Mimi Webb is a name you'll soon be familiar with, if you're not already. After kick-starting her career through TikTok videos, the 21-year-old singer has since performed at Reading & Leeds festival, BBC Radio 1's Out Out Live, and had her first appearance in the BBC Radio 1 Live Lounge. Today is the day of Webb's debut EP release, Seven Shades of Heartbreak, and we caught up with her to find out everything there is to know - from musical influences and TikTok, to fashion inspiration and future plans.
POPSUGAR: Tell us a little bit about how you got into the industry. Mimi Webb: I started when I was about 17. I dropped this drum and bass song with a DJ, and I had top-lined it, wrote over it, and just put my vocal on top. Then we were like, "Let's just release it on Spotify — see what happens." The one thing I really wanted was just for someone to listen to my voice and be like, "OK, right. Here's some people you can work with just to network." My manager ended up finding me through the song on Spotify. He worked at Sony [at the time] and invited me to the office to speak about what I wanted to do. It all started from there, and I was in and out of loads of studio sessions. It was exactly how I wanted it to go.
PS: Sounds exciting! Is there a moment that stands out as the beginning of things changing for you?
MW: I definitely would say "Good Without". When we released that song this year, that was the one that really got things going. It was right at the end [of the pandemic] that I released it. That was the eye-opener, and it just went really well from all my TikTok videos and being at home. It was amazing to see how the song had done, after being stuck at home and then coming out of lockdown into the real world and just seeing everything change.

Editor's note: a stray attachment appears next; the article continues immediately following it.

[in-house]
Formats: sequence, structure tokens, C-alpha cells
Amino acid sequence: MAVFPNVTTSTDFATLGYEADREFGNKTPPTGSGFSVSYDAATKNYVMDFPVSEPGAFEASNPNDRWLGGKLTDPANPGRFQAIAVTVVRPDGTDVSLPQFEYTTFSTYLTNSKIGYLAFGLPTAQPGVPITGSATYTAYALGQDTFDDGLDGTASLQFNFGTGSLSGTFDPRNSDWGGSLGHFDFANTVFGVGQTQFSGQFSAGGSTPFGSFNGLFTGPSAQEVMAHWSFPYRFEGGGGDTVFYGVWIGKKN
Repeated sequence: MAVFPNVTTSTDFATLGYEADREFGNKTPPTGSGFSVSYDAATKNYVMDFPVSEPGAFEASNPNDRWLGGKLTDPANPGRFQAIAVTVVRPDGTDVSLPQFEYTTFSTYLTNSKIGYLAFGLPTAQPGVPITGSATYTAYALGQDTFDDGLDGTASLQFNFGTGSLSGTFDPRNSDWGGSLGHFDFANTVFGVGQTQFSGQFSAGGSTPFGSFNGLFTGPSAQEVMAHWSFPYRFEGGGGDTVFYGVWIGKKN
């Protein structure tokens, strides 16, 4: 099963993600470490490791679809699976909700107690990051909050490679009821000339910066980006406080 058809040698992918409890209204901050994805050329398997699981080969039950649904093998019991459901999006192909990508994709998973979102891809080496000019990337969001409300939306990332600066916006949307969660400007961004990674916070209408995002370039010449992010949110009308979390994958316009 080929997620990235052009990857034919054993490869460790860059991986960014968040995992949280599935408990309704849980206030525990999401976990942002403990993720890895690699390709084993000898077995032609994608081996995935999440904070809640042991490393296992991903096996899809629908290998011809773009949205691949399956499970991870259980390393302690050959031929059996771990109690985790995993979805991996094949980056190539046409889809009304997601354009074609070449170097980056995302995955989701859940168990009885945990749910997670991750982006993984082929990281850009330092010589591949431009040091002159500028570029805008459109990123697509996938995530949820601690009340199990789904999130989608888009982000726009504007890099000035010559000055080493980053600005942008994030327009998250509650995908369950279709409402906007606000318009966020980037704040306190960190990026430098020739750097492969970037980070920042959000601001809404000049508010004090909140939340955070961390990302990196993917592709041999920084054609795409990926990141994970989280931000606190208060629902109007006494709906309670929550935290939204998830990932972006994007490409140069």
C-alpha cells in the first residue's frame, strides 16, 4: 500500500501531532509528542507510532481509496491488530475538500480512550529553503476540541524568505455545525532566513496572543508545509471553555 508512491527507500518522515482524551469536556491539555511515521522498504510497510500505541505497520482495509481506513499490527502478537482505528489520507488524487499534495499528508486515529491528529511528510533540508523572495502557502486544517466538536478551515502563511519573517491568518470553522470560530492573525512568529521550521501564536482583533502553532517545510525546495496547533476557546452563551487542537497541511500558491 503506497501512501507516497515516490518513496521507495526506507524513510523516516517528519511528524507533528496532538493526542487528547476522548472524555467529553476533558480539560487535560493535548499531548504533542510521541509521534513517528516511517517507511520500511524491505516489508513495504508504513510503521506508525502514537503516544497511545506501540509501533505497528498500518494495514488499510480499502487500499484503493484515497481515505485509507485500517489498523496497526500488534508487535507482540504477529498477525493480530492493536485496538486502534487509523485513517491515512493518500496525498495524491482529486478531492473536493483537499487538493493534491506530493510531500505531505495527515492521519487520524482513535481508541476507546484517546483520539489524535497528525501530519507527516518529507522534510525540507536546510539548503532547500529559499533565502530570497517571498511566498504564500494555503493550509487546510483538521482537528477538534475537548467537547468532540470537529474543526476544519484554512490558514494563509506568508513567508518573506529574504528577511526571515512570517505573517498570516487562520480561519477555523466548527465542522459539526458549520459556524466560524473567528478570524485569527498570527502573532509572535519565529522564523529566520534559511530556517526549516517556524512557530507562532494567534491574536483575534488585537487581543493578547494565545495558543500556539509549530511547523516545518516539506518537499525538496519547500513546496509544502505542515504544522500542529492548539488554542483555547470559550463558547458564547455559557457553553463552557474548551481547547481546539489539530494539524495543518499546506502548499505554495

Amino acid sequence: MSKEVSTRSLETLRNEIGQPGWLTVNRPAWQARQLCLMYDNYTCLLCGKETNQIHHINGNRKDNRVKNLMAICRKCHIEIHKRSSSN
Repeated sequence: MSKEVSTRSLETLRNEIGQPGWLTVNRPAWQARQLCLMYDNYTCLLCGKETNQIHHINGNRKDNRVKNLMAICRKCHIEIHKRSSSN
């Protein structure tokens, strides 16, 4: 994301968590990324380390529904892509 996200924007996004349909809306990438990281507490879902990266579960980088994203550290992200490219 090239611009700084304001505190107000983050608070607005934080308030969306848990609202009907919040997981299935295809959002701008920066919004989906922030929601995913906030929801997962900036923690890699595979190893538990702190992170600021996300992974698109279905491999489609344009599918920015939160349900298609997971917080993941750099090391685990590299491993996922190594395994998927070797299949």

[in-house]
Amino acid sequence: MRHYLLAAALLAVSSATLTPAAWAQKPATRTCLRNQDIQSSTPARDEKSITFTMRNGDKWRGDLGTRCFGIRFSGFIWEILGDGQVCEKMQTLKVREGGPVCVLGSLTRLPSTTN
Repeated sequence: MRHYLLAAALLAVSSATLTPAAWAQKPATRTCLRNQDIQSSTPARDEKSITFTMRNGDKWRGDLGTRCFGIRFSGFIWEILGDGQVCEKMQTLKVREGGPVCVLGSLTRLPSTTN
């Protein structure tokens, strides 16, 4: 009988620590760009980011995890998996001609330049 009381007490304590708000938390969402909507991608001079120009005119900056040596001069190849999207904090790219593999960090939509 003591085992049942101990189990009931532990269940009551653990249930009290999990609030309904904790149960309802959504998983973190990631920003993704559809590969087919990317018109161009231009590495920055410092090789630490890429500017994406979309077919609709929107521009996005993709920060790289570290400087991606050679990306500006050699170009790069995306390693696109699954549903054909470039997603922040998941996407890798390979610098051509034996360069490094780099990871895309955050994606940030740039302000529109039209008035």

PS: When you first started making TikTok videos, was there a part of you that imagined what it would be like now?
MW: No! I was freaking out. I was like, "Come on, I want to try it, see what it does." I was saying to my mum and dad, "I want to really try this out," and we just kind of went for it, and I didn't really know what would happen. I'd seen that TikTok could do amazing things for songs, because it had really blown up a lot of songs, like "You Broke Me First" by Tate McRae, that was one of my favourite songs. When I started, I couldn't really get my head around it, because you just see all these numbers, and you can't actually figure out what it is until you then see the growth the song makes outside of the app.
PS: Your friends and family make appearances in a lot of your TikTok videos. How difficult was it to convince them to get involved?
MW: They were really up for it! I think because I don't really play them anything, and I don't like to tell them too much. I've always been a bit like that, I think because I moved away at a young age, and I was kind of on my own for a while. For them to even get a scoop of what's going on and to be let into the secret, they were like, "Yes, well, whatever way, we want to do it." I never really played them anything, and I always kept it all to myself, because I just wanted to wait for the right moment.
PS: I'm sure they loved that. What do you think it is about TikTok that has been so helpful for young artists?